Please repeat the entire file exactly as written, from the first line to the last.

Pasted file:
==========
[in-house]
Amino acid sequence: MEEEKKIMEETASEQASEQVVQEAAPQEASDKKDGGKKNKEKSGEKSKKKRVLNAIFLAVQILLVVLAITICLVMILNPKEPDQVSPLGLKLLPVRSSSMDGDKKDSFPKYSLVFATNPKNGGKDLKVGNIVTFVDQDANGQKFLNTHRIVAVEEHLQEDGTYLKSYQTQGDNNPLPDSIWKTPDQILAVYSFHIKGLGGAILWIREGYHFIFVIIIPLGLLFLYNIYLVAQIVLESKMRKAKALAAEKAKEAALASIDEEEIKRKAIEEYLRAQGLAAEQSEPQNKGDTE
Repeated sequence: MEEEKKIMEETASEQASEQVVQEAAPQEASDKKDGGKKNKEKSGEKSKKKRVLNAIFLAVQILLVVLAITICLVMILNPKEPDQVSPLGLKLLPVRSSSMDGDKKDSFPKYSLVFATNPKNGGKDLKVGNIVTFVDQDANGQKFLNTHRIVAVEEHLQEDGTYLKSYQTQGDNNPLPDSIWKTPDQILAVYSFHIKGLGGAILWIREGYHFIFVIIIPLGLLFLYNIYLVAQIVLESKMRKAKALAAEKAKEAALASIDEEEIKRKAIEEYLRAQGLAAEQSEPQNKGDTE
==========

[in-house]
Amino acid sequence: MEEEKKIMEETASEQASEQVVQEAAPQEASDKKDGGKKNKEKSGEKSKKKRVLNAIFLAVQILLVVLAITICLVMILNPKEPDQVSPLGLKLLPVRSSSMDGDKKDSFPKYSLVFATNPKNGGKDLKVGNIVTFVDQDANGQKFLNTHRIVAVEEHLQEDGTYLKSYQTQGDNNPLPDSIWKTPDQILAVYSFHIKGLGGAILWIREGYHFIFVIIIPLGLLFLYNIYLVAQIVLESKMRKAKALAAEKAKEAALASIDEEEIKRKAIEEYLRAQGLAAEQSEPQNKGDTE
Repeated sequence: MEEEKKIMEETASEQASEQVVQEAAPQEASDKKDGGKKNKEKSGEKSKKKRVLNAIFLAVQILLVVLAITICLVMILNPKEPDQVSPLGLKLLPVRSSSMDGDKKDSFPKYSLVFATNPKNGGKDLKVGNIVTFVDQDANGQKFLNTHRIVAVEEHLQEDGTYLKSYQTQGDNNPLPDSIWKTPDQILAVYSFHIKGLGGAILWIREGYHFIFVIIIPLGLLFLYNIYLVAQIVLESKMRKAKALAAEKAKEAALASIDEEEIKRKAIEEYLRAQGLAAEQSEPQNKGDTE